While it might seem like it’s a global issue, climate change is a vital focus for cities. Not only are more people being drawn to cities, they generate a disproportionate amount of economic activity. With that economic activity comes an impact on the environment, contributing to greenhouse gas emissions and therefore climate change. Consider, as well, that most major cities are on water sources and will be at risk with changes in sea levels and inconsistency in weather patterns. Thus, cities need to be a part of the solution to climate change. Luckily, many cities have already taken up this mantle and committed to the Paris climate accord.
Some believe that cities need to take on such issues, because nation states have become obsolete. Why? Consider this quote in the article from Bruce Katz, Centennial Scholar at the Brookings Institution in Washington, DC:
“Cities are not subordinate to nation-states, they are powerful networks of institutions and actors that co-produce the economy. Power in the 21st century belongs to the problem-solvers. National governments debate and mostly dither. Cities act, cities do. Power increasingly comes from the cities up, not handed down from the nation-state.”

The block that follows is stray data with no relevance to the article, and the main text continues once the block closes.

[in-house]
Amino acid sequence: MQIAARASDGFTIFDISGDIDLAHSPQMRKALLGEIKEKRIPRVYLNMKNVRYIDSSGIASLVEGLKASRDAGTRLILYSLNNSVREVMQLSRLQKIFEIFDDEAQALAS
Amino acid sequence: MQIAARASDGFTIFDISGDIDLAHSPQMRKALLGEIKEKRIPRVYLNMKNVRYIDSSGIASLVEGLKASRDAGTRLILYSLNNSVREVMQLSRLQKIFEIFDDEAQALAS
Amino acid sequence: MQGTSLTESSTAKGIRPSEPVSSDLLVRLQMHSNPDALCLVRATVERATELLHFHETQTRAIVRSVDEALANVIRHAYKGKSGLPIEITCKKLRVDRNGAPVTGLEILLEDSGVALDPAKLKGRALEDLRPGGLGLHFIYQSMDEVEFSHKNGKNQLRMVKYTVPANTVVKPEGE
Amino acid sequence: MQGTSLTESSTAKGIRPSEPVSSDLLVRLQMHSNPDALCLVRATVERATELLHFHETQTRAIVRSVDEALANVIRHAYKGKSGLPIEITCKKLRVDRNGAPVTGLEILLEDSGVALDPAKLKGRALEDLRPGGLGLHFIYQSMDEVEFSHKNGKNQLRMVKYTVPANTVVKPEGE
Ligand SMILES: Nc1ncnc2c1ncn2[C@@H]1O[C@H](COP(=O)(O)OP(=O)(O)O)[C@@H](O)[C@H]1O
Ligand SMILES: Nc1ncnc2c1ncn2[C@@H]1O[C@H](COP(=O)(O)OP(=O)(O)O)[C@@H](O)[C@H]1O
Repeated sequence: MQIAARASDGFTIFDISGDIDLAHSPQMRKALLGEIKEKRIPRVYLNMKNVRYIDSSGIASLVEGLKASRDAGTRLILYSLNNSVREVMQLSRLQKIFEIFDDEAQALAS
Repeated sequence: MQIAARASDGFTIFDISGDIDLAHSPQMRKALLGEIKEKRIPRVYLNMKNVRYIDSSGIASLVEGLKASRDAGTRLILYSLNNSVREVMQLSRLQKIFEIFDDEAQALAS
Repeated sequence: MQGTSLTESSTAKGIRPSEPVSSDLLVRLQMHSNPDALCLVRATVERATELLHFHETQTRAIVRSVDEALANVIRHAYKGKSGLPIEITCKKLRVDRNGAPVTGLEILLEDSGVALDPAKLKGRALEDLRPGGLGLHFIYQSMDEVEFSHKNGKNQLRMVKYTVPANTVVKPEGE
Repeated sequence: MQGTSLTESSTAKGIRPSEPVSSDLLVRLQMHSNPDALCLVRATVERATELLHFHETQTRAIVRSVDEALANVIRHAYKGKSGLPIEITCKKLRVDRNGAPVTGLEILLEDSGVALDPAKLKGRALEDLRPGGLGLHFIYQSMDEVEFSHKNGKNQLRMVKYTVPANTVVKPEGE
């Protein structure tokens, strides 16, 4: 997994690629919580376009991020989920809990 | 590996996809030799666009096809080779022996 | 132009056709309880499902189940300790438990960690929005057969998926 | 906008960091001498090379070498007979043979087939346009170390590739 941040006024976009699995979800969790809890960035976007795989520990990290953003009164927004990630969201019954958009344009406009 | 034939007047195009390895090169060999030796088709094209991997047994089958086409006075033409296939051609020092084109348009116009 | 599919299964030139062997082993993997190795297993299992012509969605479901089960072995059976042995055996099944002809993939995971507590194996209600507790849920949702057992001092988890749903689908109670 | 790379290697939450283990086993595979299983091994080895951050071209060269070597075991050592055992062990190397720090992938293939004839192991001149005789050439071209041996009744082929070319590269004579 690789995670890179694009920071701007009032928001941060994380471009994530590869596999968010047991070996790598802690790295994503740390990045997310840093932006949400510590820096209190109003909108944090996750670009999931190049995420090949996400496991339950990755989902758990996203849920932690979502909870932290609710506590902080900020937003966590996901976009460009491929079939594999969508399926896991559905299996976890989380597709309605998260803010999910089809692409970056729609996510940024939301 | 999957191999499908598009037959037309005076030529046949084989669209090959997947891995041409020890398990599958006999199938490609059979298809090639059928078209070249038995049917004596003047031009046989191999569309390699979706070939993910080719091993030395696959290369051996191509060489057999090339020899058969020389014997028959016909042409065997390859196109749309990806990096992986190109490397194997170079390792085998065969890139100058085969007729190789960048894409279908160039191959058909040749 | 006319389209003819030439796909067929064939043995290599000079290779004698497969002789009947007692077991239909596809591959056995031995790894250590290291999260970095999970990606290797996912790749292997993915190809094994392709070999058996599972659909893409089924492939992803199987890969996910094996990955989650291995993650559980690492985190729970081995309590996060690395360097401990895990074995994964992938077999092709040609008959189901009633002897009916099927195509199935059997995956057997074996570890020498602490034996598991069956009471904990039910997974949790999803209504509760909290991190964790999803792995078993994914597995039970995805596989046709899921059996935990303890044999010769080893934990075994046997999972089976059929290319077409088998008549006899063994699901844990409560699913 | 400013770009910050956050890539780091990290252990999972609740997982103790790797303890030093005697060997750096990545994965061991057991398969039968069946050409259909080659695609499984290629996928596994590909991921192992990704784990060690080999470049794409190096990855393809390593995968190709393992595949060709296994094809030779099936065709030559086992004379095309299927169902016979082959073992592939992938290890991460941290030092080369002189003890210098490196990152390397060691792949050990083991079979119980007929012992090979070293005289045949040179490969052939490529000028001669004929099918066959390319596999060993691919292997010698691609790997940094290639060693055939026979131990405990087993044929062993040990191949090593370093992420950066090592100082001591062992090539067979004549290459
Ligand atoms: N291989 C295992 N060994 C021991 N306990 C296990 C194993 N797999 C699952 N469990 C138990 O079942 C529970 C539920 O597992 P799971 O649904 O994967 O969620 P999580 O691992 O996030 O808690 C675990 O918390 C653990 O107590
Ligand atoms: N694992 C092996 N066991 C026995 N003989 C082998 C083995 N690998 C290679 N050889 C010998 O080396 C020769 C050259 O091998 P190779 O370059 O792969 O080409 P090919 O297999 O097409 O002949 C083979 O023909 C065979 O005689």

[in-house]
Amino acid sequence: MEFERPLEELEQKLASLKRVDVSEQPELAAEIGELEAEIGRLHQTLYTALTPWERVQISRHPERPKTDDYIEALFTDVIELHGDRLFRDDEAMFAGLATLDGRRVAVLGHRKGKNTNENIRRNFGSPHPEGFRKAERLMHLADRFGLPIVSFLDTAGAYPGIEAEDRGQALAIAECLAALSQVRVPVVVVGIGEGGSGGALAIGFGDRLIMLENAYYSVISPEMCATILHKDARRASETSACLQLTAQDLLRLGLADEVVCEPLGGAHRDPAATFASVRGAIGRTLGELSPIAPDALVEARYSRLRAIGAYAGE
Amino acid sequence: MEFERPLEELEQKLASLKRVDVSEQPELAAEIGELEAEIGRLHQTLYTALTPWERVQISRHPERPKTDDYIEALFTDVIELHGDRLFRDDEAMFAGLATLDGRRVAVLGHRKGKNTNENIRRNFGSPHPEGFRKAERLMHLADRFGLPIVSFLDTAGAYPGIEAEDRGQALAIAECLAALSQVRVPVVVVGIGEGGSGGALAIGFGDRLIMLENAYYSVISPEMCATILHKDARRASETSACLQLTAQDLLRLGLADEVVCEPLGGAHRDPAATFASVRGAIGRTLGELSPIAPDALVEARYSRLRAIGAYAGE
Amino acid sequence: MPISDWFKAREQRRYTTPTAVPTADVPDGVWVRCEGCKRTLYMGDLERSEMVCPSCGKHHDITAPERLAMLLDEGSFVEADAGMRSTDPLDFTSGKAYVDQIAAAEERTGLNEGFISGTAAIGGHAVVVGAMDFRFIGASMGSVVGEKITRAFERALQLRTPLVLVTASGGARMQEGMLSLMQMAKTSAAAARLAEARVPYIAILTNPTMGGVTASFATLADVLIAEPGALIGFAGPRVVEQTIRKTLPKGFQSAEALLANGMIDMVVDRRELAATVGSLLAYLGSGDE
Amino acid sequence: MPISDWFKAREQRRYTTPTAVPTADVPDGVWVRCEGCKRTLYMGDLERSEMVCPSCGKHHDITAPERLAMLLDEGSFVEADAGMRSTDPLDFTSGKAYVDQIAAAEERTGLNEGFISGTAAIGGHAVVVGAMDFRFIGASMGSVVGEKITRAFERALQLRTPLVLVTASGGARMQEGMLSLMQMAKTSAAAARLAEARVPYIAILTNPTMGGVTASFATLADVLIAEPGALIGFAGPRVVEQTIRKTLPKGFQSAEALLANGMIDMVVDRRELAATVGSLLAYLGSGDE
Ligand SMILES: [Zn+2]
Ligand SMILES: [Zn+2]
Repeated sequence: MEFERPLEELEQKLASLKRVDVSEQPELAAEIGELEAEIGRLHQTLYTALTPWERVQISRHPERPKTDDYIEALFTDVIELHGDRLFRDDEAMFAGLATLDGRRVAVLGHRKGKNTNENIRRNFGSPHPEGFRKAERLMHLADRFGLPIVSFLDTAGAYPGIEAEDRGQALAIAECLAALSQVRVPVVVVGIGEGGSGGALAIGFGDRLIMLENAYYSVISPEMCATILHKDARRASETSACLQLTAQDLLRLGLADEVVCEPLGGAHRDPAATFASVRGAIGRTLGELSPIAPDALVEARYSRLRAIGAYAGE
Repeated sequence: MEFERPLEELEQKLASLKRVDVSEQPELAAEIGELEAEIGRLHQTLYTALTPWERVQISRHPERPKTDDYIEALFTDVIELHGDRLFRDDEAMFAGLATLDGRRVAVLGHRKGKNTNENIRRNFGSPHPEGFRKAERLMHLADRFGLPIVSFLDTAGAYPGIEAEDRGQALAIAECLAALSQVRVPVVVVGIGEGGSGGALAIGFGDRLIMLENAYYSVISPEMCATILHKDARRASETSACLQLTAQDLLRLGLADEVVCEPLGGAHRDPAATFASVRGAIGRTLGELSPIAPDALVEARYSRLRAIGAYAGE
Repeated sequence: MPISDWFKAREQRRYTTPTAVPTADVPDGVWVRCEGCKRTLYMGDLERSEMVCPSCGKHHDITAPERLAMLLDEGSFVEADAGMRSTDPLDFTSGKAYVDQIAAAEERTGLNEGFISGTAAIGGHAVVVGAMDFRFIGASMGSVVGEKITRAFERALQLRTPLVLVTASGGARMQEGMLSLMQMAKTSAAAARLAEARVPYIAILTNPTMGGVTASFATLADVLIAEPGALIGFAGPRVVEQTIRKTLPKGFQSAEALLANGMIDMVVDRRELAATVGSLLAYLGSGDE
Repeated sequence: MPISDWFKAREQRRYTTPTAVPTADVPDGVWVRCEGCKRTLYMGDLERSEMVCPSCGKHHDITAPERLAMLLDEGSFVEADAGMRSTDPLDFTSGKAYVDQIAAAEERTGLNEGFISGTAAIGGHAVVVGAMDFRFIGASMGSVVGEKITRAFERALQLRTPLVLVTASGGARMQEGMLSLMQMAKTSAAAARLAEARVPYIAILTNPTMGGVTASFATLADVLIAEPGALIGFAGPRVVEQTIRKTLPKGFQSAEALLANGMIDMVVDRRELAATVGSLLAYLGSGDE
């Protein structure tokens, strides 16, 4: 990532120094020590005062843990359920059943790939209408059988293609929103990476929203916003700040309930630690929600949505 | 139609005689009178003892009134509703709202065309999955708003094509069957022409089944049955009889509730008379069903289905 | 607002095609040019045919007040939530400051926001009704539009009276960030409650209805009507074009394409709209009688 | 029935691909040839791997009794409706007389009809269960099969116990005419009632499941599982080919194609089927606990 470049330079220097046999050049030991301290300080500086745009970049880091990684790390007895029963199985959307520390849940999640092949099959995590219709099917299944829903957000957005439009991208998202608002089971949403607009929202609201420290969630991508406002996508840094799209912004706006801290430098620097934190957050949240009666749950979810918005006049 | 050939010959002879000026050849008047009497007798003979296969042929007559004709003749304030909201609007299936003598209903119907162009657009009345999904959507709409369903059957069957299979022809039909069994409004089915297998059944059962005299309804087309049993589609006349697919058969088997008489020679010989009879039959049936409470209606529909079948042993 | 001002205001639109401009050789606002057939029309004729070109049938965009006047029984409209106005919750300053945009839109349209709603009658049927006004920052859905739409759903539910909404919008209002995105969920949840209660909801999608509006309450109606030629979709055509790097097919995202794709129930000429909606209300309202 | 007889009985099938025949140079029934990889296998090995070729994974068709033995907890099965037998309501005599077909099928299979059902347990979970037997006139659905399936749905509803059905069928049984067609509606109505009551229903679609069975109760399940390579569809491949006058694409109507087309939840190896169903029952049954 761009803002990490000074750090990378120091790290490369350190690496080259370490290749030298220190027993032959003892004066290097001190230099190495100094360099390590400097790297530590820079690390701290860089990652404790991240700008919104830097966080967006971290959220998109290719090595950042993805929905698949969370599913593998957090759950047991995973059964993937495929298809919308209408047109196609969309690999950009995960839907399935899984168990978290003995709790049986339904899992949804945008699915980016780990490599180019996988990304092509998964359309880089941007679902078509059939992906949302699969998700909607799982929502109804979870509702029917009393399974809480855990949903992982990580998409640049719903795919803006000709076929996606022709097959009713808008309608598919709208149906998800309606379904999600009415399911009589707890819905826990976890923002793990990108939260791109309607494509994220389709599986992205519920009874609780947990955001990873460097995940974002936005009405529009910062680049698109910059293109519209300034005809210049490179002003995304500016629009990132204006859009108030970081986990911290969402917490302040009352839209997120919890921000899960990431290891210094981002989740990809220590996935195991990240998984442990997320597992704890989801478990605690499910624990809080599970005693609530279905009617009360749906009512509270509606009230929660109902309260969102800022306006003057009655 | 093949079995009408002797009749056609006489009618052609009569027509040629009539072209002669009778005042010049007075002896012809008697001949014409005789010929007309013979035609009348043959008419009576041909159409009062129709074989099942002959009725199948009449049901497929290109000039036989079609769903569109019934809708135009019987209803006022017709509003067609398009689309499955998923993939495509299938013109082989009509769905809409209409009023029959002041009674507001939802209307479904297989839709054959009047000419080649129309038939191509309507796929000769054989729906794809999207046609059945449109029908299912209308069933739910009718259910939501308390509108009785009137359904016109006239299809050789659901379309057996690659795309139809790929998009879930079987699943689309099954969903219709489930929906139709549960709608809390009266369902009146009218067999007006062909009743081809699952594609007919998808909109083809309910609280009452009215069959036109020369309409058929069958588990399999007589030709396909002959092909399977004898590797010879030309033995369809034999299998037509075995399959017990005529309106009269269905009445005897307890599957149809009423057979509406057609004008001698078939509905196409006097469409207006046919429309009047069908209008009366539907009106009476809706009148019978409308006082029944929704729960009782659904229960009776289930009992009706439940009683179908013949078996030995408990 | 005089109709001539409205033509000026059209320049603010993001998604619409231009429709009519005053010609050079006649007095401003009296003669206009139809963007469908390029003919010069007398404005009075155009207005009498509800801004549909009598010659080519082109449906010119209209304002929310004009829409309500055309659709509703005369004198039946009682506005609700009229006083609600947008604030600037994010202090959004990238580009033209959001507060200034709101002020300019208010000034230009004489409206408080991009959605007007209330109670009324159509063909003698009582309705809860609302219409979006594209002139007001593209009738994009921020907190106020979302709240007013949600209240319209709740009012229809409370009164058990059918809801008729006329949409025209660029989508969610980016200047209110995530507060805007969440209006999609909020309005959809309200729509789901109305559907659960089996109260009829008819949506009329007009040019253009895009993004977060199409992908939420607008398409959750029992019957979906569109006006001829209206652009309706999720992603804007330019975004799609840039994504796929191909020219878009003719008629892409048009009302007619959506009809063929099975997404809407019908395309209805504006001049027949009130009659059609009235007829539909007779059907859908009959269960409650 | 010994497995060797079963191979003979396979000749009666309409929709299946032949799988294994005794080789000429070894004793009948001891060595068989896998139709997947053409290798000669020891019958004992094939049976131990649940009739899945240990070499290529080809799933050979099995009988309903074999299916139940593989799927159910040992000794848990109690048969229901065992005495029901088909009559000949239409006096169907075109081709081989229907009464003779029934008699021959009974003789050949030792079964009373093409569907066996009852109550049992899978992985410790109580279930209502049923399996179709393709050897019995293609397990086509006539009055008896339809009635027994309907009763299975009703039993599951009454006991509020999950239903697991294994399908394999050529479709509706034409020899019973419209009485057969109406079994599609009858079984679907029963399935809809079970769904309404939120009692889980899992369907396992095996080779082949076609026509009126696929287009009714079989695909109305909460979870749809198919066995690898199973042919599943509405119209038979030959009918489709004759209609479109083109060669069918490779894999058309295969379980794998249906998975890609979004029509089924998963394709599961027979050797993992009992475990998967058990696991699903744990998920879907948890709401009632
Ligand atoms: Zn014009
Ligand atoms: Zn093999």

Former mayor of New York City Michael Bloomberg provided this example:
“Mayors especially tend to be pragmatic problem-solvers. They recognize the benefits to taking action and they are. In New York City, we cut our carbon footprint by 19 percent while also far outpacing the nation in job growth.”
Jerry Brown, California’s governor, has also been trying for some time to line up additional “sub-national” support for a climate agreement with other states and local governments in the U.S., according to Politico. But after this year’s wildfires, even a state like California and the cities around the Bay Area and Los Angeles understand that things have changed, and climate change is causing unexpected and unpredictable crises. As articulated in this article from Alex Steffen, cities need to be prepared for unpredictable crises.
The Economy & Industry Forecast: Help me do my part to sustain cities for economic growth and livability.